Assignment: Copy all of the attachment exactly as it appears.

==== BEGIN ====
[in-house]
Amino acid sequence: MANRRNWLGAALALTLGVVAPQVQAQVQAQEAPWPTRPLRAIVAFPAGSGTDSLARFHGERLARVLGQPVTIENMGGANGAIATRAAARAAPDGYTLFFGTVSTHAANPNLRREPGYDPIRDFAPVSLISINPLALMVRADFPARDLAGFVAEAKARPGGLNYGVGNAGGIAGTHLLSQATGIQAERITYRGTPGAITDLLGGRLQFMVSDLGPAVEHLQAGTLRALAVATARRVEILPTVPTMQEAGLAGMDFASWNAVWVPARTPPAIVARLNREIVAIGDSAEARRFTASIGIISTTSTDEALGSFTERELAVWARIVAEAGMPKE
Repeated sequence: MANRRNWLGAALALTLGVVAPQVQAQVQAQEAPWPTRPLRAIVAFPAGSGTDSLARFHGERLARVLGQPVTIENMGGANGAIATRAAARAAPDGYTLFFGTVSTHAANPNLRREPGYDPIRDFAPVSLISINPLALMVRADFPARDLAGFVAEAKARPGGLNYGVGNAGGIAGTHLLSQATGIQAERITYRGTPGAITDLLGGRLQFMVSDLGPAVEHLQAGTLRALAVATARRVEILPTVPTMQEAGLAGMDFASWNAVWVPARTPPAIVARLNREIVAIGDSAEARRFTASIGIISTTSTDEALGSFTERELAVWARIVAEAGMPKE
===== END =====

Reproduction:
[in-house]
Amino acid sequence: MANRRNWLGAALALTLGVVAPQVQAQVQAQEAPWPTRPLRAIVAFPAGSGTDSLARFHGERLARVLGQPVTIENMGGANGAIATRAAARAAPDGYTLFFGTVSTHAANPNLRREPGYDPIRDFAPVSLISINPLALMVRADFPARDLAGFVAEAKARPGGLNYGVGNAGGIAGTHLLSQATGIQAERITYRGTPGAITDLLGGRLQFMVSDLGPAVEHLQAGTLRALAVATARRVEILPTVPTMQEAGLAGMDFASWNAVWVPARTPPAIVARLNREIVAIGDSAEARRFTASIGIISTTSTDEALGSFTERELAVWARIVAEAGMPKE
Repeated sequence: MANRRNWLGAALALTLGVVAPQVQAQVQAQEAPWPTRPLRAIVAFPAGSGTDSLARFHGERLARVLGQPVTIENMGGANGAIATRAAARAAPDGYTLFFGTVSTHAANPNLRREPGYDPIRDFAPVSLISINPLALMVRADFPARDLAGFVAEAKARPGGLNYGVGNAGGIAGTHLLSQATGIQAERITYRGTPGAITDLLGGRLQFMVSDLGPAVEHLQAGTLRALAVATARRVEILPTVPTMQEAGLAGMDFASWNAVWVPARTPPAIVARLNREIVAIGDSAEARRFTASIGIISTTSTDEALGSFTERELAVWARIVAEAGMPKE